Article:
Also, names shouldn't interfere with (or undercut) the story. For example, a hard-boiled detective could only be named Terrence if the writer wanted to undercut his character—unless of course the character goes by a more appropriate nickname most of the time, and so long as that nickname isn't Dirk.

There are some names, like Dirk or Hammer, that have been either used to the point of exhaustion or have become almost a franchise. No detective should ever be named Hammer again except in a parody. Likewise, no architect can be Howard. No villain can be Vader. No mouse can be Mickey, nor even Mick. To use these names is lazy and probably borders on copyright violation.

Also, watch out for runaway exoticism. (Ooh! What's that?!) I mean that a reader should never have to parse out some alien words as if he were reading a text book in a phonics class. The need for verisimilitude is not a license to create alien words that trip even the most imaginative reader.

Imagine, for example, that your alien pronounces the letter “X” the way we pronounce the letters “sh”. A name like “Xunxor” would make perfect sense in his world; it would be pronounced “Shun-shor”. However, how is the reader supposed to know this? He can't. Ten-to-one he'll read it as “Ex-un-ex-or”, which is a perfectly awful name even for an alien. That's why sf writers created the idea of “Galactic Standard” or some other common language. Best to stick with that convention as much as possible, or at the very least, honor your reader's phonetic expectations.

Which brings me to my next point: Foreign names, if you must use them, should be distinct and recognizable. In Star Wars, for example, there is only one Yoda and no Doda, Yoma, or Yamoda. There is only one Obi Wan Kenobe and no Obi Sonn, Abi Jan Jenoke, and so on.

I'll illustrate this problem with an anecdote from my life. My partner and I recently spent several weeks traveling around New Zealand. It so happens that many of Zealand's geographic features are named in Maori, and like many Polynesian-style languages, Maori uses a limited number of diphthongs and consonant-vowel combinations in a highly repetitive and sing-song way. Place names sounded something like “mapuoto”, “wapuana”, “mapuatu”, “wapuoto”, “wapuano” and so on.

You can see the problem. After a while, our Western ears could not distinguish among so many similar words. Part way through our trip, we realized that we could no longer remember any of the names of the places that we'd visited – except for the English place names or those that happened to be very distinct from other Maori names. I could imagine this same situation arising in a book that's chock full of alien names. They would all get mixed up.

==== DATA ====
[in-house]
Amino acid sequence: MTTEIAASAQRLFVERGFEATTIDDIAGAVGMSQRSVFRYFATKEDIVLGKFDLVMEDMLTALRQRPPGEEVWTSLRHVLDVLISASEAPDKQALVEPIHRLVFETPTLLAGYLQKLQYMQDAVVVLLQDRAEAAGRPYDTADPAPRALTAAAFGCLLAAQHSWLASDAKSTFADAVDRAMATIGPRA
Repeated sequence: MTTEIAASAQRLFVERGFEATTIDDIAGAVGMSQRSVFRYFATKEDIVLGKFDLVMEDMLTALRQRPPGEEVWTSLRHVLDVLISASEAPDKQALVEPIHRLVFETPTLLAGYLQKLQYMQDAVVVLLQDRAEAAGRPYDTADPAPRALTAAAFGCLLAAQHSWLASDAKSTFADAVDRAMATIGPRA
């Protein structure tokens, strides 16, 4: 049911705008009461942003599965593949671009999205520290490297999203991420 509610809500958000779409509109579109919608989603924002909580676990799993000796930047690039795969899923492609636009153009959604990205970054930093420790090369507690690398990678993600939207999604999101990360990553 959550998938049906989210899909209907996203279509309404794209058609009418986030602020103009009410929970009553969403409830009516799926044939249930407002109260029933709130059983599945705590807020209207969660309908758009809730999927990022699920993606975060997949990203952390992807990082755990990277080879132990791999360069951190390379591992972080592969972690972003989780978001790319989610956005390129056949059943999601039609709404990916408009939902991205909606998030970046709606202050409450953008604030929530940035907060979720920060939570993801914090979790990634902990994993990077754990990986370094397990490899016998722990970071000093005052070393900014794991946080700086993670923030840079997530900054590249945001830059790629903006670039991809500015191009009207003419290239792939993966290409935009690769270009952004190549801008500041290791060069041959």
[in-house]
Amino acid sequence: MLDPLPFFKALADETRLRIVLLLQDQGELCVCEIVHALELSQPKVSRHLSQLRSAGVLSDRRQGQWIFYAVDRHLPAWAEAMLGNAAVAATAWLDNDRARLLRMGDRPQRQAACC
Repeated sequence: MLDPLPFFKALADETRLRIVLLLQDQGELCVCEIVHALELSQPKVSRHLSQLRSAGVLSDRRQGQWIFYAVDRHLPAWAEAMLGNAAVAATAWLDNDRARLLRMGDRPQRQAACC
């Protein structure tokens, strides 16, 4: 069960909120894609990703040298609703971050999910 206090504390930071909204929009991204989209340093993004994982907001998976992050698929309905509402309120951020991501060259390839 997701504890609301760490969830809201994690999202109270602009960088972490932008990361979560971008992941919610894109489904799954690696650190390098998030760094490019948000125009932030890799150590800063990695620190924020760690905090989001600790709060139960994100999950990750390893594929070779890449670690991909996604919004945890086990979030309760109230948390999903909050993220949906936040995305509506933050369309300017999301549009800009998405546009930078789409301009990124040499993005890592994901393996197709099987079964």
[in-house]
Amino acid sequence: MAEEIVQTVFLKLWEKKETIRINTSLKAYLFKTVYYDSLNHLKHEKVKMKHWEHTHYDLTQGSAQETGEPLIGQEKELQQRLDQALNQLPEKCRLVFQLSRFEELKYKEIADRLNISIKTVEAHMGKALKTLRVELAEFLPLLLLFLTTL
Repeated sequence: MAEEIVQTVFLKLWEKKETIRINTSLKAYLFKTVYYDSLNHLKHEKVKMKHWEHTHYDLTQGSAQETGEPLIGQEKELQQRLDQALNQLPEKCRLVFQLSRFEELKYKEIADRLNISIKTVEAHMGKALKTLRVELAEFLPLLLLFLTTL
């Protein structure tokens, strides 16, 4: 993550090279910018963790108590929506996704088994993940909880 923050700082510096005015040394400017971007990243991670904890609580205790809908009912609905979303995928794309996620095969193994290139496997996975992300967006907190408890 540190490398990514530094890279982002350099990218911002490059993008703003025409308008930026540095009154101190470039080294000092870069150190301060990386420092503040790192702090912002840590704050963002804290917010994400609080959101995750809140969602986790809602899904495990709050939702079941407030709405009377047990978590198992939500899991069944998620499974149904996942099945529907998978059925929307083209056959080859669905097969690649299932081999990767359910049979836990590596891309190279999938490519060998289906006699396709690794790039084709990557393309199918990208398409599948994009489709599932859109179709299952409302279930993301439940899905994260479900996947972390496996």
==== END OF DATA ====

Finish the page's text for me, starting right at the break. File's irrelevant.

So here's a summary guideline for naming characters:

  • Collect names from the real world.
  • Don't make the name do too much work for the character. Avoid overt allusions, in other words.
  • Don't undercut the character with the wrong connotation.
  • Be original, but not at the expense of using simple names.
  • Keep the phonetics close to the English language.
  • Keep every name reasonably distinct from other characters in the story.

[Edit: Minor improvements.]


Friday, December 08, 2006

WWF: Stephen King Slams Peter Keating

King flexes his integrity-biceps and slams down a successful, face-altering Double Axehandle Smash against his Keating-esque opponent in this excerpt from his book An Experiment in Criticism (Go King! Yah!!):

If you happen to be a science fiction fan, it's natural that you should want to write science fiction (and the more sf you've read, the less likely it is that you'll simply revisit the field's well-mined conventions, such as space opera and dystopian satire). If you're a mystery fan, you'll want to write mysteries, and if you enjoy romances, it's natural for you to want to write romances of your own. There's nothing wrong with writing any of these things. What would be very wrong, I think, is to turn away from what you know and like (or love, the way I loved those old ECs and black-and-white horror flicks) in favor of things you believe will impress your friends, relatives, and writing-circle colleagues. What's equally wrong is the deliberate turning toward some genre or type of fiction in order to make money. It's morally wonky, for one thing--the job of fiction is to find the truth inside the story's web of lies, not to commit intellectual dishonesty in the hunt for the buck. Also, brothers and sisters, it doesn't work.

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Monday, December 04, 2006

Status Update: Giant Creatures and Naming Characters

First the good news: If I'm not posting a lot on the blog, it's probably because most of my spare time is spent eating and sleeping. (In other words, I don't have much spare time.) Which means I'm either working on my current novel or reading and studying the plots of other novels (see my last post for more on this).

That leads me to the other good news: My current novel seems to be coming along quite nicely. I'm having a lot of fun with it. It has some fascinating heroes (yeah, more than one), some businessmen who make Bill Gates seem like small potatoes, big creatures, and lots of action (maybe too much; I'm not sure). Oh, and there's some space candy, too.

I have a broad vision for this story, but I'm trying very hard to keep it small. After exploring where I could go with it, I'm coming back to the one spot where the heat really gets turned up. I want this first novel to be about a narrow series of events in the main character's life. Some great backstory in the character's life gets skipped, which is hard to do, but I know that the story has to begin where the present conflict really takes off. Besides, I can't let it scale beyond my skills the way I did last time.

Oh, and I'm trying very hard to avoid flashbacks. That would be cheating.

One interesting challenge has been the naming of characters, especially the protagonist. It's a lot tougher than it sounds. How does Rowling do it, anyway? She makes it seem easy.